Written evidence submitted by Ann Willcocks (ELM0009)


My name is Ann Willcocks and I farm in partnership with my husband on a family farm on the edge of Dartmoor. We have a livestock farm, suckler cows and sheep utilising the common land adjacent to our farm.  I am very involved with several local commoners associations across Dartmoor and have an interest in common land and upland farming and their support.  I am responding to this call for evidence as our future as farmers is in the hands of Government.  We continue to look after our environment and take great pride in our farm and our livestock, we want UK Government to understand how vulnerable our roles as farmers is under the current proposals of ELMS.


Is the Government’s timeframe for the national pilot, full roll-out of ELM and phasing out direct payments by 2027 feasible?

No, I do not consider the time frame is feasible.  The National Pilot is due to commence in 2021 (Farming is Changing, October 2020).  I am currently involved in one of the Tests and Trials and we have continued to meet via on line platform all through the year of 2020.  Whilst we have committed so much time, we are not in a position to trial on the ground any of our findings. 

Common land agreements need to be bespoke.  They need to encourage a strong working relationship between all parties, based on trust.  The number of tests and trials looking at the complexity of common land issues are minimal – maybe one or two, but no-where near enough.

There are no indications of any options under the sustainable farming incentive for common land.

The sharing of the options being considered for any new land management scheme need to be shared widely as draft documents, in order to achieve the highest potential take up.

There is insufficient information in the public domain for suggested options.

The SFI is due to be rolled out in 2022, this will be the Basic Payment Scheme money, so farmers need to be able to access what has been taken away from them.  Farmers will be expected to still adhere to the rules and regulations of BPS, but for less payment.

Once again, the lack of information available for a business to plan what changes it needs to make for a scheme due to start in 2022 is not available. Business plans take time to adapt and need information.

As a hill farmer, there must be an uplift in the payment for farming in areas of natural constraint.  For grants, any partial grant must be at a higher percentage to those farming in areas that are not designated as Severely disadvantage and disadvantaged.

Options must be fit for purpose and take into account what is possible in areas of natural constraint, often complicated by extreme planning regulations.

It would be most beneficial to have an overlap between schemes, so that current environmental land management schemes could run, with a given time – up to 2 years – to create and implement the new scheme, to enable a seamless transition.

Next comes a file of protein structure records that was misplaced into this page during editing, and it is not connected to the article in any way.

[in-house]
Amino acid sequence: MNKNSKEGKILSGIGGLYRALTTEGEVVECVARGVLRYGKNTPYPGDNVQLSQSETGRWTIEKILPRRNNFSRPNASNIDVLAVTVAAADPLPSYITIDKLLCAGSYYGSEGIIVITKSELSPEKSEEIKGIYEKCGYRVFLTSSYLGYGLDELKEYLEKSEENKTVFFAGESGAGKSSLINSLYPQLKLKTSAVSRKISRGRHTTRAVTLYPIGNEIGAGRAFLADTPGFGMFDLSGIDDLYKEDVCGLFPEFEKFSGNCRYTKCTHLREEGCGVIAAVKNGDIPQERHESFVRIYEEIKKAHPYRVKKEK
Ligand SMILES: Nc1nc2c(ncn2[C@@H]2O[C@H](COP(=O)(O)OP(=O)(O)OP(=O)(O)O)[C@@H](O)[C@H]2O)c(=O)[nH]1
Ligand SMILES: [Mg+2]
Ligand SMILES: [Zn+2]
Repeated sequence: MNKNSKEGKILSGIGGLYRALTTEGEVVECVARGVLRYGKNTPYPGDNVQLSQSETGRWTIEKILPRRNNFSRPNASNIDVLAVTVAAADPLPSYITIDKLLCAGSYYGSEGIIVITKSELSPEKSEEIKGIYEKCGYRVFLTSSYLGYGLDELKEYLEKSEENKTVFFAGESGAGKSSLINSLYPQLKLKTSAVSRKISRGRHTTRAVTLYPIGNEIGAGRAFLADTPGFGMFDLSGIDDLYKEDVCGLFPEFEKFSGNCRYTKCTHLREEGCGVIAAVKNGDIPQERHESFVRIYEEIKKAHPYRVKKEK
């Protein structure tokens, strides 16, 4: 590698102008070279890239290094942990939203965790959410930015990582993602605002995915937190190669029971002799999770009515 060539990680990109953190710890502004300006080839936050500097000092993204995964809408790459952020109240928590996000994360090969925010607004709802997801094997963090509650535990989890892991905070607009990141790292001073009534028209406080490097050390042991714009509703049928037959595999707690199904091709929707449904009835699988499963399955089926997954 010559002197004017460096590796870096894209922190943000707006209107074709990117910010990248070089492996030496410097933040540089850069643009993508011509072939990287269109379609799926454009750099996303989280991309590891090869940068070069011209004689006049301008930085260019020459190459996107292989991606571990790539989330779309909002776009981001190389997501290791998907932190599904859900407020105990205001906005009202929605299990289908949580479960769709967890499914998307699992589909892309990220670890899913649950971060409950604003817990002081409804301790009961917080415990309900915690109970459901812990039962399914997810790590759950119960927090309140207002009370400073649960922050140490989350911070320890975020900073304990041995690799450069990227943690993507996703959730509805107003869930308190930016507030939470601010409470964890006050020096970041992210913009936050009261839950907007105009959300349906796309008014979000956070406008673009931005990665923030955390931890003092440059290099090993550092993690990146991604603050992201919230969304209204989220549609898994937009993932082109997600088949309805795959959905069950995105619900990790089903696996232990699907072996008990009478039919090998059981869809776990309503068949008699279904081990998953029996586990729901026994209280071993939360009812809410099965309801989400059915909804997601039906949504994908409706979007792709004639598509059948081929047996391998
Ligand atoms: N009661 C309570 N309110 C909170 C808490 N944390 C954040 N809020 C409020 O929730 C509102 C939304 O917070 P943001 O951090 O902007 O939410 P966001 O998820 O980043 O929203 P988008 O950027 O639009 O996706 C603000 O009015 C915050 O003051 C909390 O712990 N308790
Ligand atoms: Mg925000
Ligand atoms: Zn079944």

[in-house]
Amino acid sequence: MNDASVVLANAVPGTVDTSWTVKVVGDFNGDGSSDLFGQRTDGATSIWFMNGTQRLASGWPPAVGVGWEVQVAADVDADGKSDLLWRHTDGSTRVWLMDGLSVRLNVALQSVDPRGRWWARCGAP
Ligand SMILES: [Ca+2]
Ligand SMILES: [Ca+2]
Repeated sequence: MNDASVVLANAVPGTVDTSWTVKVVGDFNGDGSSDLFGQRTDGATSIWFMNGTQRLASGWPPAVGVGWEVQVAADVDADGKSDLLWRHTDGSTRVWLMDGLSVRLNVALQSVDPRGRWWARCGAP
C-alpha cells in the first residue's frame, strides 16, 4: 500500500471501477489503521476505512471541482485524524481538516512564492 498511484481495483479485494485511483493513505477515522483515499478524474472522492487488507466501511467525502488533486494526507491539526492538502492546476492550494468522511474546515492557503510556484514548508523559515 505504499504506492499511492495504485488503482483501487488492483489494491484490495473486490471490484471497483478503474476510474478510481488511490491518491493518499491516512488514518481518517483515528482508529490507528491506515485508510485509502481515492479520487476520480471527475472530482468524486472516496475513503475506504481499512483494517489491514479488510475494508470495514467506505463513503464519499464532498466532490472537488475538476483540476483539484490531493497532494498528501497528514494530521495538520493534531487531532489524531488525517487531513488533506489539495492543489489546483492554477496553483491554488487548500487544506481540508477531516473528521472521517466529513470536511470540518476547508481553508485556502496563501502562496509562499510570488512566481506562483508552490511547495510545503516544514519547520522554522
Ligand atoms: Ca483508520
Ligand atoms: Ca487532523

It can take 2 years or more to negotiate an environmental agreement on common land and at great expense - £20,000 was the cost of negotiating the HLS agreement on this common in 2010 for 50 commoners and 5 owners. If there were an opportunity to roll over the existing scheme whilst negotiations were under way, it would open up the potential for a smooth transition with land staying under agreement.

The same principle should apply to BPS, with a recognition of the new schemes taking time to bed in, some farms may require additional support during the transition phase.


Will the Sustainable Farming Incentive be a viable support measure for farmers before the full roll-out of ELM? Is further support required during the transition period?

There is little information in the public domain as to the options available within the SFI. 
If what I have seen with regards to a suite of assets and the list of indicators within a tiered system is flawed.  As a land manager it is far more appropriate to choose a certain number of indicators to achieve the level of success and then add more accordingly – but choice is the key word.  A set of indicators are a) not applicable to all farms b) not achievable by all farms, therefore uptake will be reduced.

Sustainable farming is all about the whole farm, ensuring the farm adheres to statutory regulations, is a viable business, and looks after the environment.  No one of those points is any more important.  They tend to work symbiotically.  It must therefore be recognised that ELMS must not be about destroying the productive capacity of a farm, even an upland farm.  Therefore, farmers want a choice to choose which option or tier can work in harmony with their business.

The payment rates must be acceptable and enticing to farmers.

The suggestion that farmers wish to spend money to make ‘improvements’ to their business, is not always the case.  Improvements can be made by spending less than is required to purchase a set piece of equipment as offered under some grant schemes.  Perhaps consider small grant schemes for the innovative farmer to do more with less.

There does need to be a form of support package offered during the transition period.  A basic payment to ensure businesses are not lost.  The farm, often within a community offers so much to that community, the glue, the local knowledge, the sense of place, identity.  Living cultural heritage.

How effectively has Defra engaged with land managers and other stakeholders on the design of ELM, including on the transitional arrangements?